My research shows that there are typically two circumstances that oblige people to ask for or at least accept help. The first is illness. Today the most common ailment forcing the issue is cancer, although stroke and HIV/AIDS are two other debilitating experiences that necessitate accepting assistance. People with these conditions report initial feelings of guilt and shame at needing help, which only adds to the suffering they endure. Financial distress is the other situation where people report being compelled to ask for help, typically due to job loss or divorce. Here the embarrassment and shame are even greater, as many feel as if they’ve failed in their responsibility to support themselves. Eventually, most grow to be more accepting, with some adopting a “pay it forward” mindset.

While some may view these occurrences as punishments, many of my spiritual teachers tend to see them as opportunities given to us (or perhaps thrust upon us would be more accurate) for our soul’s growth. Because giving and receiving are a process that cannot be taken apart, givers must eventually receive. As I’ve said before, receivers always bless the giver, so one who truly loves giving will ultimately learn how to receive as another form of giving.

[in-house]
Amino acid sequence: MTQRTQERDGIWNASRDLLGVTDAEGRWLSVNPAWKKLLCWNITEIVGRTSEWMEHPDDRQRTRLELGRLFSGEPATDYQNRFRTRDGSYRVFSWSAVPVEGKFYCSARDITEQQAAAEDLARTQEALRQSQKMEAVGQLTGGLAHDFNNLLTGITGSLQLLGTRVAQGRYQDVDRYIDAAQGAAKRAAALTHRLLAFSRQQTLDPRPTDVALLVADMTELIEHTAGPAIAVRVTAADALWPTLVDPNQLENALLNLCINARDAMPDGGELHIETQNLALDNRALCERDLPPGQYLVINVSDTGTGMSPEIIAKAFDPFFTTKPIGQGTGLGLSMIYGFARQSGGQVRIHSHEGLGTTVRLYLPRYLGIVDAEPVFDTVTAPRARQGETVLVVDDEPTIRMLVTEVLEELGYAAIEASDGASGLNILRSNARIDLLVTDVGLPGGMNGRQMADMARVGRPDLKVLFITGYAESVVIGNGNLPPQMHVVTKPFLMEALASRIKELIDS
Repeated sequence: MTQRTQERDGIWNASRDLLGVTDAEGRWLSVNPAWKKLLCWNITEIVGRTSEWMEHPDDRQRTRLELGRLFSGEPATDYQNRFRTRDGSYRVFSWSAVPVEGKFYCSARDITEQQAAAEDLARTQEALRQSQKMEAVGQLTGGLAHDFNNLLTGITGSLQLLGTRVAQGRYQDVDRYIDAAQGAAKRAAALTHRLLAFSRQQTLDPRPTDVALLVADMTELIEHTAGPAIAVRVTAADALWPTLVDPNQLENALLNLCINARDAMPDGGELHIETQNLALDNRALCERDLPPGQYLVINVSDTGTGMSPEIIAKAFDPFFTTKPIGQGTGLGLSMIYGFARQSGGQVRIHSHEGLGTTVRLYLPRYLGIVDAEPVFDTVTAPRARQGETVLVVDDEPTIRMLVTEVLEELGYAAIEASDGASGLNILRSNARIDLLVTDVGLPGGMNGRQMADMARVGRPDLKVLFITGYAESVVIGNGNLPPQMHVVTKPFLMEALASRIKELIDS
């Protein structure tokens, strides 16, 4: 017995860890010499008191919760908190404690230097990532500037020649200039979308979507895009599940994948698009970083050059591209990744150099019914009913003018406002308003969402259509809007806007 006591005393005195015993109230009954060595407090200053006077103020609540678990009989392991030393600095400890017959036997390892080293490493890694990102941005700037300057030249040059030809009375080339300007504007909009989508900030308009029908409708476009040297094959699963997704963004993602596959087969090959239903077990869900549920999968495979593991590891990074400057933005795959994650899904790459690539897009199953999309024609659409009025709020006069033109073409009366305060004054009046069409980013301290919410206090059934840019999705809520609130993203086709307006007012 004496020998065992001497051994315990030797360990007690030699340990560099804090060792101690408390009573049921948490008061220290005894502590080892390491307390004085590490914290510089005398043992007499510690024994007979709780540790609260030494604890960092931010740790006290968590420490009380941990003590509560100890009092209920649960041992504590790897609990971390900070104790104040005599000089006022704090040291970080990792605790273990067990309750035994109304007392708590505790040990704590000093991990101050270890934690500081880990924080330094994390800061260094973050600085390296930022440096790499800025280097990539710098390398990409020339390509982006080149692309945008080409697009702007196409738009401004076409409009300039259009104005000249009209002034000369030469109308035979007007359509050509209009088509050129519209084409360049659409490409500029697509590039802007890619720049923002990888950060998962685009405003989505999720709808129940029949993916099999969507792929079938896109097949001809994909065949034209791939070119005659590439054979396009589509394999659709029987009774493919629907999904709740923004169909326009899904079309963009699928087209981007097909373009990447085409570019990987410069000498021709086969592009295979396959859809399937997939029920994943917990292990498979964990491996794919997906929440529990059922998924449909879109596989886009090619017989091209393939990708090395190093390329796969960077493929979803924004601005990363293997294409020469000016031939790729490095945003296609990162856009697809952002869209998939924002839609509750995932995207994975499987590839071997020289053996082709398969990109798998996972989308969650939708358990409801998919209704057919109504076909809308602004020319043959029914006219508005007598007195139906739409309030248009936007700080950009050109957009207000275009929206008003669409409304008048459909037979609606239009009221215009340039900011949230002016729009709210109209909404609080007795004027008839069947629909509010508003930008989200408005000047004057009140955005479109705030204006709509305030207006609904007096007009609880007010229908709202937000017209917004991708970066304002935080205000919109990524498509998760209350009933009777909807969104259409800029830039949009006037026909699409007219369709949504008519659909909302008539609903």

This is the perfect time of year to increase your comfort with receiving all forms of blessing. I wish you great joy in your giving and receiving!

Sunday, December 11, 2011

It’s the Season for Giving – and Receiving

It’s the time of year that can give people who have difficulty receiving a hard time. The season of giving is naturally the season of receiving as well; otherwise there’d be no giving!

So how’s it going for you so far? Have you gotten any unexpected gifts? What does it feel like to receive a gift from someone who wasn’t on your shopping list? For most people, it’s not comfortable. The idea of reciprocating is so engrained in us that receiving without giving in return is almost unbearable for some people. I remember an episode of Fraser where Martin (Fraser’s father) and Daphne, his caregiver, struggled with this very thing. They ended up having quite a row, as Daphne would put it.